TOKYO: The Japanese government presented Thursday three options for the country’s new missile defense system, after it scrapped a plan in June to deploy Aegis Ashore land-based interceptors.
The three are: building a destroyer vessel armed with the entire interceptor system including radars, deploying the system at a large-scale offshore facility similar to an oil rig, and mounting the system on a private vessel such as a tanker.
The destroyer option does not exclude the construction of a conventional Aegis guided missile ship.
Chances also cannot be ruled out that the Ground Self-Defense Force will take charge of operating the offshore missile interception system instead of the Maritime SDF, which is facing a crew member shortage.
The alternative ideas were shown at relevant meetings held separately by the ruling Liberal Democratic Party and its coalition partner, Komeito.
The government is particularly interested in operating the Aegis Ashore system on a destroyer, coalition sources said.
“I hope to swiftly push forward concrete discussions with a view to deploying the system on a mobile offshore platform,” Defense Minister Nobuo Kishi said at the meetings.
However, all the options have yet to be fully technically validated. Furthermore, they have the problems of being vulnerable to attacks and costs being uncertain, people familiar with the matter said.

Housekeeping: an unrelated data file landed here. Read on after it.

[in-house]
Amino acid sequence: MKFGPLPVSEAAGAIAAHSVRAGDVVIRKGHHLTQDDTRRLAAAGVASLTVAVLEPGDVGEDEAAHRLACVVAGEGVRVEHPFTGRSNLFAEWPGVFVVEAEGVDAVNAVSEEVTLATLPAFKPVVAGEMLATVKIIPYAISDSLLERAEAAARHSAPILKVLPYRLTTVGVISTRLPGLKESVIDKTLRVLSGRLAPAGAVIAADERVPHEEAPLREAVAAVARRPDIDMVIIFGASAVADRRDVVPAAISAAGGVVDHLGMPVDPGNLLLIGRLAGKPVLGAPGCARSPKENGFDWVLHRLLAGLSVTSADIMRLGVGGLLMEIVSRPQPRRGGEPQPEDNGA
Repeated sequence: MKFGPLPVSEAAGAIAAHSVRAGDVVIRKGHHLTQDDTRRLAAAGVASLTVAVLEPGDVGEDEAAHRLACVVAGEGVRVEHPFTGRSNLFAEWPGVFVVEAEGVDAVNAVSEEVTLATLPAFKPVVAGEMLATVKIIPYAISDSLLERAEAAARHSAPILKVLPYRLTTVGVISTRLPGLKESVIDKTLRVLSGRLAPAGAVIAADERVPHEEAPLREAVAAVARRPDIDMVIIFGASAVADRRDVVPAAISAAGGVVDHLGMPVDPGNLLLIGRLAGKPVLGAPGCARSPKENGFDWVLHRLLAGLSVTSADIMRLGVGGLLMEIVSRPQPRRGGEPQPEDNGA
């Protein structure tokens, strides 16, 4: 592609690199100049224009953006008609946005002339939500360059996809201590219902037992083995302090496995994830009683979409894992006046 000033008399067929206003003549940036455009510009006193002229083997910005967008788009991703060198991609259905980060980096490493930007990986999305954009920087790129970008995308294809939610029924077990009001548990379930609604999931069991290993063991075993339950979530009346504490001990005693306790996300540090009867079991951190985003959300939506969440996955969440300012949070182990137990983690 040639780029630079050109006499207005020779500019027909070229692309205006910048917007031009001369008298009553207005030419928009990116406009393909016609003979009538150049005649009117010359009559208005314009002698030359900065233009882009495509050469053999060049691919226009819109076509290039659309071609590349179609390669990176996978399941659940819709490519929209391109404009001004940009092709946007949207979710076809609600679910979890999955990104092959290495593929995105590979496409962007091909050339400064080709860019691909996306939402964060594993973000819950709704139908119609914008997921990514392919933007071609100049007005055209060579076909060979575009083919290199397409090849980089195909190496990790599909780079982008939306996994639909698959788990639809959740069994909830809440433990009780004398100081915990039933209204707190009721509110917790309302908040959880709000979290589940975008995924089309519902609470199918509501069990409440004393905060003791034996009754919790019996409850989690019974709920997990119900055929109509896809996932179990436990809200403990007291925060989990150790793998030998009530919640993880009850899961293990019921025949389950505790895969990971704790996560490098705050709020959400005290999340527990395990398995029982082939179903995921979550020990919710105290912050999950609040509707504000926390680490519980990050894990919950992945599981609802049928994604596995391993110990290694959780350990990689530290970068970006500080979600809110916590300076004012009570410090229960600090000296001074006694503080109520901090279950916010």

“We want to avoid being hasty. We will make considerations carefully,” a ministry official said at a Komeito meeting, reflecting on the failure to deploy the Aegis Ashore system due to a lack of preparation.
The government hopes to pick one out of the three options by the time when it compiles the fiscal 2021 budget late this year, after studying their technical aspects and calculating their costs with help of the private sector as well as the United States. Therefore, the Defense Ministry will not present a specific cost estimate in its budget request at the end of this month.
At the meetings, participating lawmakers largely favored the destroyer construction idea as “technically reliable” while dismissing the option to use a private-sector vessel as “irresponsible.” Some participants called for deploying the Aegis Ashore system in locations other than originally planned Akita and Yamaguchi prefectures.
Meanwhile, the government informed the parties of a decision to drop the option of installing the radar system on land and setting up missile launchers off shore, due to an expected communication delay.